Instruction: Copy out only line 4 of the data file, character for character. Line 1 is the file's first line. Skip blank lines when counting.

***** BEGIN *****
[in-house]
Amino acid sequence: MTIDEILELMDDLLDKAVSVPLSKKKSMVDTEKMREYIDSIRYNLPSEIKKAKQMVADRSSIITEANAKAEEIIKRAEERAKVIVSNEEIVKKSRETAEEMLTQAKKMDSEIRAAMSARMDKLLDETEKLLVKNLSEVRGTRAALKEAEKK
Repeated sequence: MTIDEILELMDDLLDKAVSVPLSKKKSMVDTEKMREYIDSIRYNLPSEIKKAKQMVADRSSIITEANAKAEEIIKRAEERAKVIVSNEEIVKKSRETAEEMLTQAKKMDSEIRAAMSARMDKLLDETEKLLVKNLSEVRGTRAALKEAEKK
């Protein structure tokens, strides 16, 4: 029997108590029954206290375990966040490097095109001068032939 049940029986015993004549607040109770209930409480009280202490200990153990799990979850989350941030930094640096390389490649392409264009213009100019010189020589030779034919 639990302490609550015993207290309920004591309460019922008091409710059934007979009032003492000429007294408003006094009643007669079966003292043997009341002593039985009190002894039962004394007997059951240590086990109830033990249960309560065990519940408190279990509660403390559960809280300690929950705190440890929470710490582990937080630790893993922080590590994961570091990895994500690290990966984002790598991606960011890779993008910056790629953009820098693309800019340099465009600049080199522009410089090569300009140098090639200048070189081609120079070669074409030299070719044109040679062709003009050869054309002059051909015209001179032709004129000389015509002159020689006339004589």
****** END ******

């Protein structure tokens, strides 16, 4: 029997108590029954206290375990966040490097095109001068032939 049940029986015993004549607040109770209930409480009280202490200990153990799990979850989350941030930094640096390389490649392409264009213009100019010189020589030779034919 639990302490609550015993207290309920004591309460019922008091409710059934007979009032003492000429007294408003006094009643007669079966003292043997009341002593039985009190002894039962004394007997059951240590086990109830033990249960309560065990519940408190279990509660403390559960809280300690929950705190440890929470710490582990937080630790893993922080590590994961570091990895994500690290990966984002790598991606960011890779993008910056790629953009820098693309800019340099465009600049080199522009410089090569300009140098090639200048070189081609120079070669074409030299070719044109040679062709003009050869054309002059051909015209001179032709004129000389015509002159020689006339004589």